First of all, it’s big. In fact, it is one of the largest interplanetary spacecraft ever built, and the third heaviest unmanned spacecraft ever launched into space.
The spacecraft is about the same size as a 30-passenger school bus. It weighs roughly 5,650 kg (6 tons), more than half of which is rocket fuel.
It is also about 4 meters (13.1 feet) wide. So wide that it would take about seven people with arms outstretched to encircle the spacecraft.
Cassini has 12 high-tech instruments capable of 27 different science investigations. To operate them, the spacecraft has an elaborate electronic system that consists of more than 12 kilometers (almost 7.5 miles) of cabling, some 20,000 wire connections and 1,630 interconnect circuits.
The spacecraft communicates with Earth through the Deep Space Network’s largest antennas, which are up to 70 meters (230 feet) in diameter.
In some ways, the spacecraft has senses better than our own. It can “see” in wavelengths of light and energy that the human eye cannot. In addition, instruments onboard can “feel” things about magnetic fields and tiny dust particles that no human hand could detect.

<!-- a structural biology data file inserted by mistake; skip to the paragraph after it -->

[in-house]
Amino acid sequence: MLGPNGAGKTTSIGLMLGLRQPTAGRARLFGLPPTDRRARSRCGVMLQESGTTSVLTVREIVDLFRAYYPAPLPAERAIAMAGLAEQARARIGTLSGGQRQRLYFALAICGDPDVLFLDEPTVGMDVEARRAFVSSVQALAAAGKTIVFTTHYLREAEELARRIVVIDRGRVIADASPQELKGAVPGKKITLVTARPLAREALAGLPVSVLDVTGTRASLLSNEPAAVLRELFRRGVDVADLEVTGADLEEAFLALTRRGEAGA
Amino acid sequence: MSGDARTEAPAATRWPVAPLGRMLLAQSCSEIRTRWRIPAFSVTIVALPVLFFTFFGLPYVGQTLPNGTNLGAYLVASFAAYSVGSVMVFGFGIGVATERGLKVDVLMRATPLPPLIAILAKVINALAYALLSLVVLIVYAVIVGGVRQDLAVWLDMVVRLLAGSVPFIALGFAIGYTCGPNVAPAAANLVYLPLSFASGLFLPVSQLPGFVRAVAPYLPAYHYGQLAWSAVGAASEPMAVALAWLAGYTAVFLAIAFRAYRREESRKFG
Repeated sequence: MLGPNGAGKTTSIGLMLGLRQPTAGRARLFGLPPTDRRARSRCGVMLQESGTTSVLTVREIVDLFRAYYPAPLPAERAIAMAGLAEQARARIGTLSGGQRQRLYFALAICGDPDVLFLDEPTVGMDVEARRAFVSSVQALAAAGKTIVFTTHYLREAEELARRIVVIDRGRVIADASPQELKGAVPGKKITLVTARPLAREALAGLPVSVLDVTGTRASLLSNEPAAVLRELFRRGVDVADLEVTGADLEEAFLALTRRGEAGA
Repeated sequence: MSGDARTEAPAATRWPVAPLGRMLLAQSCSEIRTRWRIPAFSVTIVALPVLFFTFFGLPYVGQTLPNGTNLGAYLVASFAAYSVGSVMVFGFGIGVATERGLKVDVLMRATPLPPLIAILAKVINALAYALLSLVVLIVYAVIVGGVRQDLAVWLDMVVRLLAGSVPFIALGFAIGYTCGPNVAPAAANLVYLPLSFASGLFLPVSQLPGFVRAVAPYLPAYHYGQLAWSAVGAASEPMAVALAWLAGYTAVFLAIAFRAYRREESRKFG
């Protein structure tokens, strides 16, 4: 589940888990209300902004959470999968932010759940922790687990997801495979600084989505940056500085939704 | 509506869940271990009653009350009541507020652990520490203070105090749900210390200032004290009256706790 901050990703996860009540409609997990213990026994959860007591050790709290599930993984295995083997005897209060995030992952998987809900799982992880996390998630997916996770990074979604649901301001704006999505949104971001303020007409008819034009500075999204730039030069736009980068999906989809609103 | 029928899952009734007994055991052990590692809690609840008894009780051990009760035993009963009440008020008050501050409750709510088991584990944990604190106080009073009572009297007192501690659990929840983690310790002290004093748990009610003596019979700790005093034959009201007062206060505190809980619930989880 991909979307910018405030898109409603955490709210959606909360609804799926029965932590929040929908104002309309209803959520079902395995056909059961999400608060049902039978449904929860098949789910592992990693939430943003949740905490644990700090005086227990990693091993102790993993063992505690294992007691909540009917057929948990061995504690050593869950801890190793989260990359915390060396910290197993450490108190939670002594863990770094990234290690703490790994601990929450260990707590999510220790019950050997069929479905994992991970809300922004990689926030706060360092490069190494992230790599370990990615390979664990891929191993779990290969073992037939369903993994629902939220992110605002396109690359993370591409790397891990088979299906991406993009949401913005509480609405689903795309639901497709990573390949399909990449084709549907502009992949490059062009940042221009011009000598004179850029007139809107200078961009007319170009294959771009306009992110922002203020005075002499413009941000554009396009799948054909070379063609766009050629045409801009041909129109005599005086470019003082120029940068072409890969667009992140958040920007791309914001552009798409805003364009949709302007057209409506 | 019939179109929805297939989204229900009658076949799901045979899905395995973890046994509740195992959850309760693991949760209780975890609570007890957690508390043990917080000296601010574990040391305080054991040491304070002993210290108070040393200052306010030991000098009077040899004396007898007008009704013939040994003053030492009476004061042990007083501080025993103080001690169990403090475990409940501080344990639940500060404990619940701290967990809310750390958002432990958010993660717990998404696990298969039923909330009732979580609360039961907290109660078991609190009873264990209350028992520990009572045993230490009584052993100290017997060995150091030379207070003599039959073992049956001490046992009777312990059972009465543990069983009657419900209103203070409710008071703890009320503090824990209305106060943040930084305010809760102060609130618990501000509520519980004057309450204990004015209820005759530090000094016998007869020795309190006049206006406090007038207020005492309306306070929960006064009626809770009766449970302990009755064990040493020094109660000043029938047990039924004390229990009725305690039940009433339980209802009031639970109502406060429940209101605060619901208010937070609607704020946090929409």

Cassini-Huygens is an international collaboration between three space agencies. Seventeen nations contributed to building the spacecraft. The Cassini spacecraft was built and managed by NASA’s Jet Propulsion Laboratory. The Huygens probe was built by the European Space Agency. More than 250 scientists worldwide will study the data collected.
The Italian Space agency built the high-gain communication antenna. The antenna can transmit in four frequencies at the same time, and it was even used as an umbrella! That was done to protect the instruments from the strong sunrays during the early part of the mission — when Cassini was closer to the Sun. That’s why the antenna is painted white!